Langston Terrace Dwellings

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Langston Terrace Dwellings
Langston Terrace DC 1.JPG
Langston Terrace Dwellings in 2012
Langston Terrace Dwellings is located in Washington, D.C.
Langston Terrace Dwellings
Langston Terrace Dwellings is located in the District of Columbia
Langston Terrace Dwellings
Langston Terrace Dwellings is located in the United States
Langston Terrace Dwellings
Location21st St. N from Benning Rd. to H St., NE
Washington, D.C.
Coordinates38°53′58″N 76°58′26″W / 38.89944°N 76.97389°W / 38.89944; -76.97389Coordinates: 38°53′58″N 76°58′26″W / 38.89944°N 76.97389°W / 38.89944; -76.97389
ArchitectHilyard Robinson
Architectural styleInternational
NRHP reference No.87001851[1]
Added to NRHPNovember 12, 1987

Langston Terrace Dwellings are historic structures located in the Langston portion of the Carver/Langston neighborhoods in the Northeast quadrant of Washington, D.C. The apartments were built between 1935 and 1938 and they were listed on the National Register of Historic Places in 1987.


View from Benning Road

Langston Terrace was the first federally funded housing project in Washington, D.C. and one of the first four in the United States.[2] It was part of President Franklin Delano Roosevelt’s Public Works Administration and was named in honor of John Mercer Langston, a 19th-century American abolitionist and attorney who founded Howard University Law School, and served as a U.S. congressman from Virginia. The project cost the government $1.8 million and rooms were available for $6 per month or $4.50 per month without utilities.[3] The complex was co-designed by Bauhaus-trained Washington architect Hilyard Robinson and Los Angeles-based architect Paul Revere Williams in the International Style.[4][5] The site planning and landscape design were completed by landscape architect David Williston.[6] Unlike Techwood Homes, the first public housing project in the U.S., Langston was open to African American families. Langston Terrace is on the National Register of Historic Places.

Much like Aberdeen Gardens in Virginia, also designed by the famed African American architect Hilyard Robinson, the 274-unit complex was constructed primarily by African American laborers. The garden style apartment buildings were built around common areas (mews). Daniel Olney's The Progress of the Negro Race is a terra-cotta frieze located in the central courtyard. The frieze depicts African American history from slavery to World War I migration.[2] Olney's Madonna and Children is located in the same courtyard. Concrete animal sculptures located in the courtyard also serve as climbing structures for children.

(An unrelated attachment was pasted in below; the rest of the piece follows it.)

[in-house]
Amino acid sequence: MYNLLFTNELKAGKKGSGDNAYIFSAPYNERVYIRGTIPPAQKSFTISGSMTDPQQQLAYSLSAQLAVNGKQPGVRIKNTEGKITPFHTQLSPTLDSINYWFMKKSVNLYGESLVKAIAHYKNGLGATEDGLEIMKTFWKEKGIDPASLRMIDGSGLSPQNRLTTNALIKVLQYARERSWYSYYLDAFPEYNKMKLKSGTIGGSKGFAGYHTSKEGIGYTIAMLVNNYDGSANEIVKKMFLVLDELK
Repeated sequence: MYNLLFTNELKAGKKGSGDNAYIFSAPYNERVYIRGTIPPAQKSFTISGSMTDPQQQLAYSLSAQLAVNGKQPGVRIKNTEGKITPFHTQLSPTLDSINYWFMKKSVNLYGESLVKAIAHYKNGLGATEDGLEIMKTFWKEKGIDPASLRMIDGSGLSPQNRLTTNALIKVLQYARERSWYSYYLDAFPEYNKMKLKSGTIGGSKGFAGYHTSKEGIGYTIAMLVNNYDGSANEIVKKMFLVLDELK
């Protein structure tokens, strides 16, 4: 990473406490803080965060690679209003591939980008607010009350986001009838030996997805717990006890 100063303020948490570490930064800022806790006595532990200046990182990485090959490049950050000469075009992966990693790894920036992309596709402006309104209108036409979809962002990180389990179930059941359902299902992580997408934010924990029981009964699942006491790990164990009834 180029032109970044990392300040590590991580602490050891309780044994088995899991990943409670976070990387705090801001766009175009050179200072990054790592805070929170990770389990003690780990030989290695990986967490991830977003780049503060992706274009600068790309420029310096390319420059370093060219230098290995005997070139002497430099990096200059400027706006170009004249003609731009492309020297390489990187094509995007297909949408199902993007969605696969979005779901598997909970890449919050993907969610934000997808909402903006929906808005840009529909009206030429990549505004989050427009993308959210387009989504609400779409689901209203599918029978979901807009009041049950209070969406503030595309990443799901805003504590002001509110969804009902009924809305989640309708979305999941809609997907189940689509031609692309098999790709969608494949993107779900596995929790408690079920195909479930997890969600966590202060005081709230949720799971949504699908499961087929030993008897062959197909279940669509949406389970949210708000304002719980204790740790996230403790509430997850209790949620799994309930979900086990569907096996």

See also[edit]


External video
Langston Terrace DC 2.JPG
video icon [1], 5:35, 10 Homes that Changed America[7]
  1. ^ "National Register Information System". National Register of Historic Places. National Park Service. March 13, 2009.
  2. ^ a b "Langston Terrace Dwellings/Hilyard Robinson, African-American Heritage Trail". Cultural Tourism DC. Retrieved 2011-11-08.
  3. ^ Fitzpatrick, Sandra; Goodwin, Maria R. (1990). The Guide to Black Washington. New York, New York: Hippocrene Books. pp. 77. ISBN 0870528327.
  4. ^ "Langston Terrace Dwellings". DC Preservation. Archived from the original on 2011-07-01. Retrieved 2011-11-08.
  5. ^ "Langston Terrace - Washington, D.C. - Paul Revere Williams". Retrieved 2021-04-20.
  6. ^ "Learning from Leaders: David Williston". Tuskegee Institute National Historic Site. National Park Service. Retrieved 19 December 2020. [Williston] completed the site planning and landscape design for the Langston Terrace Housing Project ... in Washington D.C., completed between 1935 and 1938.
  7. ^ "10 Homes That Changed America". PBS. Retrieved July 31, 2018.

External links[edit]